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Chemosensory ionotropic mosquito receptors underlie greater attraction to humans with higher levels of skin carboxylic acid.
Mosquito bites are an important vector in the transmission of infectious diseases around the world. While it has long been recognized that some people are more attractive to mosquitos than others, the mechanism is unclear.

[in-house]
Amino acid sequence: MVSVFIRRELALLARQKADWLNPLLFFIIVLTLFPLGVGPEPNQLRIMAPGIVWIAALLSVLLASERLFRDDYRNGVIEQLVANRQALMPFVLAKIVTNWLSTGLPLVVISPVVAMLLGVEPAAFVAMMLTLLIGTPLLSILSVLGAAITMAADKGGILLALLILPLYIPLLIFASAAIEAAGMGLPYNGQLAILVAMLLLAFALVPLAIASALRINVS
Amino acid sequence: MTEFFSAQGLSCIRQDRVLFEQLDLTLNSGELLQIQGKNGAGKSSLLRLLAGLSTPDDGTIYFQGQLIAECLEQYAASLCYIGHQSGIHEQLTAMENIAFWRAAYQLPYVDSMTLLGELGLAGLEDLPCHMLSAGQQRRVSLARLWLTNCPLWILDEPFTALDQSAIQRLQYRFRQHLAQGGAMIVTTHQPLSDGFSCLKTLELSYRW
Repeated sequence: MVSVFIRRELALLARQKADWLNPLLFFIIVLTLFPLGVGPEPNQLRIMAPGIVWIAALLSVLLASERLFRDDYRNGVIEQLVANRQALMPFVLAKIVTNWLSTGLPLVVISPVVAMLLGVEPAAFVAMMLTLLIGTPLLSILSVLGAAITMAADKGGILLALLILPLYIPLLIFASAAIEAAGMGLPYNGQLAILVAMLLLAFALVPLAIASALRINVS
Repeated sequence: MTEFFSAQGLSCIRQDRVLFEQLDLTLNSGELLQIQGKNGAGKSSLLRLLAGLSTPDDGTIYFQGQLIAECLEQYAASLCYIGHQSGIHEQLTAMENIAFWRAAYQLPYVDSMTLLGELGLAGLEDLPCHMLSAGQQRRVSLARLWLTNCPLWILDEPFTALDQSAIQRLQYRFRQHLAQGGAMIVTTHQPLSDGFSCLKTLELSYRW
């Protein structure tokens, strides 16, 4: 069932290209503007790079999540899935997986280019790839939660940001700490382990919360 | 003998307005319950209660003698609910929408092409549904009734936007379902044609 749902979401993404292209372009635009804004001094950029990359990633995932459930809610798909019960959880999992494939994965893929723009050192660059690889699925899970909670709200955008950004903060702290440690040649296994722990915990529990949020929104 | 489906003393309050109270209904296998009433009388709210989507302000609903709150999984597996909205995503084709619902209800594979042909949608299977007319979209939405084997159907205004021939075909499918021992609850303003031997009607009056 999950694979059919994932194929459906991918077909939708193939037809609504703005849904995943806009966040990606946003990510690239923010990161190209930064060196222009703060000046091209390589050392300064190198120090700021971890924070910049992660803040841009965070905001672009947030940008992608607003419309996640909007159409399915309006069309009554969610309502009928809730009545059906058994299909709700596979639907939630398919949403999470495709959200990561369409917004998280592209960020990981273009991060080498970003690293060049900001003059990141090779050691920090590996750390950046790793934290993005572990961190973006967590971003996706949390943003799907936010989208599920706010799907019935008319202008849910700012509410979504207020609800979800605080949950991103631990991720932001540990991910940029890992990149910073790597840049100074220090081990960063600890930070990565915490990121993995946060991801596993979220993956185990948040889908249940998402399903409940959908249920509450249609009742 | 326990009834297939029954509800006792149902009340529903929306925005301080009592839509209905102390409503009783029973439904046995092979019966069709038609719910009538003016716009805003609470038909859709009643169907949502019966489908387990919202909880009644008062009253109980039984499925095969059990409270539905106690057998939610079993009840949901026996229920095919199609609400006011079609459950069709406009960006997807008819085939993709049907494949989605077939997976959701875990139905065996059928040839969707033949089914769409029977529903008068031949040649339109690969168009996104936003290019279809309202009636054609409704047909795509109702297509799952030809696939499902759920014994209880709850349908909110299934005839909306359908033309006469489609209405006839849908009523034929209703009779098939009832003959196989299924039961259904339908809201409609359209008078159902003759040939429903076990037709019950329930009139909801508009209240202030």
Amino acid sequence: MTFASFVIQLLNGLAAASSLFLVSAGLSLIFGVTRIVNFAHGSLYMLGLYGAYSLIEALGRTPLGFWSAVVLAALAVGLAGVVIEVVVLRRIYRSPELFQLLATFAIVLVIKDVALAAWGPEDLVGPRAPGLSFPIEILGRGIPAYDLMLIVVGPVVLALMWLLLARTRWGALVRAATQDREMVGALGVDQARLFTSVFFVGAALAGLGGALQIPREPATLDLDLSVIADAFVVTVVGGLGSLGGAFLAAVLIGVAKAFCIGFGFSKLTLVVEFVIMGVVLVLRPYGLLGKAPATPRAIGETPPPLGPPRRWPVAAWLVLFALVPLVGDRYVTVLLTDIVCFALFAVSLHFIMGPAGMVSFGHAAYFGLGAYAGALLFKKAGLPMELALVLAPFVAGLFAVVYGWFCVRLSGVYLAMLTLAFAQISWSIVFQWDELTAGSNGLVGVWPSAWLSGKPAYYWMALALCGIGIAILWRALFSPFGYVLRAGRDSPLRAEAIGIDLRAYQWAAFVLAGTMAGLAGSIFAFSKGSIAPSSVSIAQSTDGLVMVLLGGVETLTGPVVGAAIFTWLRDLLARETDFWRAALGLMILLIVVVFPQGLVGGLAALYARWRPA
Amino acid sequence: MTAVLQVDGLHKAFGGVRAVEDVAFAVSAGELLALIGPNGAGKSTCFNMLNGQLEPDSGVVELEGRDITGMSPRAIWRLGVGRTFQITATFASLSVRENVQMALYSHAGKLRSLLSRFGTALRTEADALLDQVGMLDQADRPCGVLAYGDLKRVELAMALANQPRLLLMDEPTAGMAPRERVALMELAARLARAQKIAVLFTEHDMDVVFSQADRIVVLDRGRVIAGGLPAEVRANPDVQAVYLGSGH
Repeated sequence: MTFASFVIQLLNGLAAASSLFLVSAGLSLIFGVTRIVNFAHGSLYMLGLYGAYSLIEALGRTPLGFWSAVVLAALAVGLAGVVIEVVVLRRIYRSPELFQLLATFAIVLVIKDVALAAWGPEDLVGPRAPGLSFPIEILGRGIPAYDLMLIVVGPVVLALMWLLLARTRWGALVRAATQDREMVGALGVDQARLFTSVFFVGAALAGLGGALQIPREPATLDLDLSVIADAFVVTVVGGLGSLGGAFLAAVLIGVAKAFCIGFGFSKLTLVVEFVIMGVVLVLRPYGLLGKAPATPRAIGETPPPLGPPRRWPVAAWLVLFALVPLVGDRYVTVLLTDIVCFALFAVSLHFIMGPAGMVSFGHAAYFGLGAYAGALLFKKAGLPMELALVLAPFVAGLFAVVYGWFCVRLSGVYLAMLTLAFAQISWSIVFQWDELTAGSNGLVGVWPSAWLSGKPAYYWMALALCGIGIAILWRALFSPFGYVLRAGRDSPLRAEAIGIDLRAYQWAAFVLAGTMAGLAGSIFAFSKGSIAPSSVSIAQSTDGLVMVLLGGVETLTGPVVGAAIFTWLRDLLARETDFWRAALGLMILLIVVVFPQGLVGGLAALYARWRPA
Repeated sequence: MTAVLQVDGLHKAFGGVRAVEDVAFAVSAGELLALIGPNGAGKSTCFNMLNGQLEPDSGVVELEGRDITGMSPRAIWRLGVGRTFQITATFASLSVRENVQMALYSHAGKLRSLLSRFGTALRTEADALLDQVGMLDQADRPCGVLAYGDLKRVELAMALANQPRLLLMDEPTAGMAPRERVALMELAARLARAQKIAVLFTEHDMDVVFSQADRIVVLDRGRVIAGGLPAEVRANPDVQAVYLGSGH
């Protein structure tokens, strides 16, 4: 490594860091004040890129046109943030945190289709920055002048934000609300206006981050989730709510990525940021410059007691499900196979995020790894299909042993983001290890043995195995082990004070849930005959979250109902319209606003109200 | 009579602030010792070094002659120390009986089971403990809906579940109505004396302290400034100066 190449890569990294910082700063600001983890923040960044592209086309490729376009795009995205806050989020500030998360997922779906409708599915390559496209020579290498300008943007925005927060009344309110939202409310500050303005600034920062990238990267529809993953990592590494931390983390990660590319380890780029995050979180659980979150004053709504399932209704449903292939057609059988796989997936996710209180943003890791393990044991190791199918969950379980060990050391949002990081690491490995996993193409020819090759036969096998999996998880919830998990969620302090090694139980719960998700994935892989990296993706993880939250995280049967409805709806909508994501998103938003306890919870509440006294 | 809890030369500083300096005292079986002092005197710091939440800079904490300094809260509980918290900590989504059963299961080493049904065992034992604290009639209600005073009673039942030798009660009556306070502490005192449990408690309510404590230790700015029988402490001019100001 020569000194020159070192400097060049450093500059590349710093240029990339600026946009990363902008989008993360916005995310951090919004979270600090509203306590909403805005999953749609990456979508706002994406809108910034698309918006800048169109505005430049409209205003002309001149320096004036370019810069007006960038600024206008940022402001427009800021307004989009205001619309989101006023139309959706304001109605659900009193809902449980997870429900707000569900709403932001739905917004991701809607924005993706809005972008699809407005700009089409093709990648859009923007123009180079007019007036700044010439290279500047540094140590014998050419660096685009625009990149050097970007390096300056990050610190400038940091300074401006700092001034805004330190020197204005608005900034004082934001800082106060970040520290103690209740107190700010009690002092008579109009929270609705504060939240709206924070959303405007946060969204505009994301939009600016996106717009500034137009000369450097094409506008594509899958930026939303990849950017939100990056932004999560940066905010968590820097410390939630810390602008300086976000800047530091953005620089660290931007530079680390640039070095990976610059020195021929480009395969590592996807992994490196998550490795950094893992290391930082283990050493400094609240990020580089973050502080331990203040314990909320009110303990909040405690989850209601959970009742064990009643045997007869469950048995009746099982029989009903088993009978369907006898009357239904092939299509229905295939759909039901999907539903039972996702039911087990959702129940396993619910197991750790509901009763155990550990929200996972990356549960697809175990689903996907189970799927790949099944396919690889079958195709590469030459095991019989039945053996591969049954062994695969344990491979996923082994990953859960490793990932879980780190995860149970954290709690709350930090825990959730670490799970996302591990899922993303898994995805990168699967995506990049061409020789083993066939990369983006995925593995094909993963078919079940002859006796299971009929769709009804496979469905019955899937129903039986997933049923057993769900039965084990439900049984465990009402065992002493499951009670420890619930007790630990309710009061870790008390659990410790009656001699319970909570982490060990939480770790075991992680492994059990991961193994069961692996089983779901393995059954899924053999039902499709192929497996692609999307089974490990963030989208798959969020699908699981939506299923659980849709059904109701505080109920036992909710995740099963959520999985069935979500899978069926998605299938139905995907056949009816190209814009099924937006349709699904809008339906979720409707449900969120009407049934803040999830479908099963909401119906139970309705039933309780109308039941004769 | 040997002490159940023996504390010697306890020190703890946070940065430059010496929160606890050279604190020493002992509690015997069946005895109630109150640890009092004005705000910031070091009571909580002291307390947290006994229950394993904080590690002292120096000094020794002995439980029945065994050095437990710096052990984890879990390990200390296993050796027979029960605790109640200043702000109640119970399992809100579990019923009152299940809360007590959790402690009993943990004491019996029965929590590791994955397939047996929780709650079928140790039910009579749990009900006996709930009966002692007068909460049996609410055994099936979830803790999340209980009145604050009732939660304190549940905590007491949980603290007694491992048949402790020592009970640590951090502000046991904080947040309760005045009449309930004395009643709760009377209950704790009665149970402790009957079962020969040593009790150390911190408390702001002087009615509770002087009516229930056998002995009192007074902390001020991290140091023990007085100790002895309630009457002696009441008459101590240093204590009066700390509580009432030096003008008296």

De Obaldia et al. tested Aedes aegypti mosquito attraction to human odor and found that some people were exceptionally attractive to mosquitos while others were unattractive, a difference that remained stable over years. Gas chromatography and mass spectrometry analysis of human-worn nylon sleeves showed carboxylic acid (pentadecanoic, heptadecanoic, and nonadecanoic acid) levels to be elevated in subjects highly attractive to mosquitos, a finding confirmed in a larger cohort. This attraction could be weakened by the addition of odor from subjects who were exceptionally unattractive to mosquitos. When CRISPR-Cas9 was used to generate mosquitos that lack certain chemosensory co-receptors, attraction to human scent was severely impaired. However, the mosquitos’ ability to discriminate subjects of high versus low attractiveness was retained.